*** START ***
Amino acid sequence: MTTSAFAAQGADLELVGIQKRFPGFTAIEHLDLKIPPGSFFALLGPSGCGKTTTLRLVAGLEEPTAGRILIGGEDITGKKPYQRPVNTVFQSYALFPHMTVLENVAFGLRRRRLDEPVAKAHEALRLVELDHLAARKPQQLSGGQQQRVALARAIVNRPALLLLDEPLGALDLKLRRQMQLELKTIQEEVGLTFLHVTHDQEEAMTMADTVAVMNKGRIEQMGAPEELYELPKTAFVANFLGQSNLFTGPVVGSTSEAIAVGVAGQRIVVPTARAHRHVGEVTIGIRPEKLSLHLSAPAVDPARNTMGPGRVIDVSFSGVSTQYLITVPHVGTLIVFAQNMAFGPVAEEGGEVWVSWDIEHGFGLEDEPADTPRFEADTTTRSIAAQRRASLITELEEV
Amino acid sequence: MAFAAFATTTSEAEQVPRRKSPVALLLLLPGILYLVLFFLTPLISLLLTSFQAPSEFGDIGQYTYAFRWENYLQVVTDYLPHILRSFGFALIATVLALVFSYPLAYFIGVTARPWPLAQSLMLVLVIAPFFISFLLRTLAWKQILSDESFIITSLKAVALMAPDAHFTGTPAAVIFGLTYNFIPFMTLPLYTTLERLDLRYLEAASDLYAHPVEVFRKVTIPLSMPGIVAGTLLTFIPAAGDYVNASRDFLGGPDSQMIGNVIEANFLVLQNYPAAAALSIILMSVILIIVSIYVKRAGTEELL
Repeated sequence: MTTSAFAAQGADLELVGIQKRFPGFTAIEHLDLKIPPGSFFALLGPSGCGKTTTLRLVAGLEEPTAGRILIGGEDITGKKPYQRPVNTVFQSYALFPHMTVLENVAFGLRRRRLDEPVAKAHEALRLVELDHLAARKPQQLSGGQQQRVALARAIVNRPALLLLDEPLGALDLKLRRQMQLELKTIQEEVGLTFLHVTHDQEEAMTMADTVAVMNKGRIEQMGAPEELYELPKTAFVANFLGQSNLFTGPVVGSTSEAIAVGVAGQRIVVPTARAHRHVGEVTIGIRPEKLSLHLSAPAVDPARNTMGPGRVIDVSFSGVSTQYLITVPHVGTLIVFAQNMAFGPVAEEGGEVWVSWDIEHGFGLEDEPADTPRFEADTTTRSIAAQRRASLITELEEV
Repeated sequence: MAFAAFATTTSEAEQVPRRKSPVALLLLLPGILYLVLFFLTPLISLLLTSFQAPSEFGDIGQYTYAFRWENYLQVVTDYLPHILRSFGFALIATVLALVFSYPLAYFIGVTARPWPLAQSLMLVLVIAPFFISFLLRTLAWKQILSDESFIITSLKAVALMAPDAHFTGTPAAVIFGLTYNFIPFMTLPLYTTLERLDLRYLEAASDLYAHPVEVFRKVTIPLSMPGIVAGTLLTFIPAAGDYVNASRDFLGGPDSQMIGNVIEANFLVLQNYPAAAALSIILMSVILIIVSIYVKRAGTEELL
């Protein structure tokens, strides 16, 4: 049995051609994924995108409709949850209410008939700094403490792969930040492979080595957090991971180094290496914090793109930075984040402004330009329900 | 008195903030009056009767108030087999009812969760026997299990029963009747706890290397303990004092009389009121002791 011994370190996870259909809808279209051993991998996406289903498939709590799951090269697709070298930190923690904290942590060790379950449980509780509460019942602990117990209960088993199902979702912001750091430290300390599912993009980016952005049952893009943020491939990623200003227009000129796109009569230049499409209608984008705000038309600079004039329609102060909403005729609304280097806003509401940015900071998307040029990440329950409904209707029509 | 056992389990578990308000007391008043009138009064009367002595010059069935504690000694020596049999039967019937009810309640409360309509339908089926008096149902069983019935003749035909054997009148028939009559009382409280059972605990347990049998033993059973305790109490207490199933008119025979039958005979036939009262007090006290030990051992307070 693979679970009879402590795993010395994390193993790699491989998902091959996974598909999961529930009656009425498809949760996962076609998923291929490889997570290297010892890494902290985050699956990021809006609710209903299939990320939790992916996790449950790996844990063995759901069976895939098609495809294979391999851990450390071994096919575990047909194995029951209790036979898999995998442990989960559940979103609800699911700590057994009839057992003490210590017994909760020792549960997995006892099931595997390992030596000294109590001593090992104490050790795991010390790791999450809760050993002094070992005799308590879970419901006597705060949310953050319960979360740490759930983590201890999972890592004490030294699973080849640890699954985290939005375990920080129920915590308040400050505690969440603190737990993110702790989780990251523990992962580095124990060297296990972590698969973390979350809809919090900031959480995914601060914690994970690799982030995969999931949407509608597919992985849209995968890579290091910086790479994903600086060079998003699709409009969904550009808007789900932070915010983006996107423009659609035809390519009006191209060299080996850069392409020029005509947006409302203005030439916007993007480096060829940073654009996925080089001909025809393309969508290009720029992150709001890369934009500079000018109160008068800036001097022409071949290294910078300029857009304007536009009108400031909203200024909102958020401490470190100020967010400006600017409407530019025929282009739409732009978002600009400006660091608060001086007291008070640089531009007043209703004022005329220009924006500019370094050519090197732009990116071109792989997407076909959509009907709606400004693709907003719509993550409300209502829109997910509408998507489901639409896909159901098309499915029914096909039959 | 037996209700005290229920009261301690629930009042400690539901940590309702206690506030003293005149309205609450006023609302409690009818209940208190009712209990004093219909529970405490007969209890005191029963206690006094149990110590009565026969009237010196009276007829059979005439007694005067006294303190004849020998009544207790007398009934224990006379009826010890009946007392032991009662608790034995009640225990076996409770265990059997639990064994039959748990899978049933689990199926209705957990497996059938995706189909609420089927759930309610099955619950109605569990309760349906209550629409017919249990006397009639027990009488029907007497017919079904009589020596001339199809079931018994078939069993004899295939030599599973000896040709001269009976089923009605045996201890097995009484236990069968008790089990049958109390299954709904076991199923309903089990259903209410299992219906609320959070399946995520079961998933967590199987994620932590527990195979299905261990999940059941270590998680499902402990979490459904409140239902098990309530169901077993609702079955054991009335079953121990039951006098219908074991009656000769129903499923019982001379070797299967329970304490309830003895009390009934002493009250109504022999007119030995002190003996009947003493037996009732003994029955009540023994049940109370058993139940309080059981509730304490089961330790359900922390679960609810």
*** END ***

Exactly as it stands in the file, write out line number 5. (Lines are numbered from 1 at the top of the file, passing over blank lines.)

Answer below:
């Protein structure tokens, strides 16, 4: 049995051609994924995108409709949850209410008939700094403490792969930040492979080595957090991971180094290496914090793109930075984040402004330009329900 | 008195903030009056009767108030087999009812969760026997299990029963009747706890290397303990004092009389009121002791 011994370190996870259909809808279209051993991998996406289903498939709590799951090269697709070298930190923690904290942590060790379950449980509780509460019942602990117990209960088993199902979702912001750091430290300390599912993009980016952005049952893009943020491939990623200003227009000129796109009569230049499409209608984008705000038309600079004039329609102060909403005729609304280097806003509401940015900071998307040029990440329950409904209707029509 | 056992389990578990308000007391008043009138009064009367002595010059069935504690000694020596049999039967019937009810309640409360309509339908089926008096149902069983019935003749035909054997009148028939009559009382409280059972605990347990049998033993059973305790109490207490199933008119025979039958005979036939009262007090006290030990051992307070 693979679970009879402590795993010395994390193993790699491989998902091959996974598909999961529930009656009425498809949760996962076609998923291929490889997570290297010892890494902290985050699956990021809006609710209903299939990320939790992916996790449950790996844990063995759901069976895939098609495809294979391999851990450390071994096919575990047909194995029951209790036979898999995998442990989960559940979103609800699911700590057994009839057992003490210590017994909760020792549960997995006892099931595997390992030596000294109590001593090992104490050790795991010390790791999450809760050993002094070992005799308590879970419901006597705060949310953050319960979360740490759930983590201890999972890592004490030294699973080849640890699954985290939005375990920080129920915590308040400050505690969440603190737990993110702790989780990251523990992962580095124990060297296990972590698969973390979350809809919090900031959480995914601060914690994970690799982030995969999931949407509608597919992985849209995968890579290091910086790479994903600086060079998003699709409009969904550009808007789900932070915010983006996107423009659609035809390519009006191209060299080996850069392409020029005509947006409302203005030439916007993007480096060829940073654009996925080089001909025809393309969508290009720029992150709001890369934009500079000018109160008068800036001097022409071949290294910078300029857009304007536009009108400031909203200024909102958020401490470190100020967010400006600017409407530019025929282009739409732009978002600009400006660091608060001086007291008070640089531009007043209703004022005329220009924006500019370094050519090197732009990116071109792989997407076909959509009907709606400004693709907003719509993550409300209502829109997910509408998507489901639409896909159901098309499915029914096909039959 | 037996209700005290229920009261301690629930009042400690539901940590309702206690506030003293005149309205609450006023609302409690009818209940208190009712209990004093219909529970405490007969209890005191029963206690006094149990110590009565026969009237010196009276007829059979005439007694005067006294303190004849020998009544207790007398009934224990006379009826010890009946007392032991009662608790034995009640225990076996409770265990059997639990064994039959748990899978049933689990199926209705957990497996059938995706189909609420089927759930309610099955619950109605569990309760349906209550629409017919249990006397009639027990009488029907007497017919079904009589020596001339199809079931018994078939069993004899295939030599599973000896040709001269009976089923009605045996201890097995009484236990069968008790089990049958109390299954709904076991199923309903089990259903209410299992219906609320959070399946995520079961998933967590199987994620932590527990195979299905261990999940059941270590998680499902402990979490459904409140239902098990309530169901077993609702079955054991009335079953121990039951006098219908074991009656000769129903499923019982001379070797299967329970304490309830003895009390009934002493009250109504022999007119030995002190003996009947003493037996009732003994029955009540023994049940109370058993139940309080059981509730304490089961330790359900922390679960609810």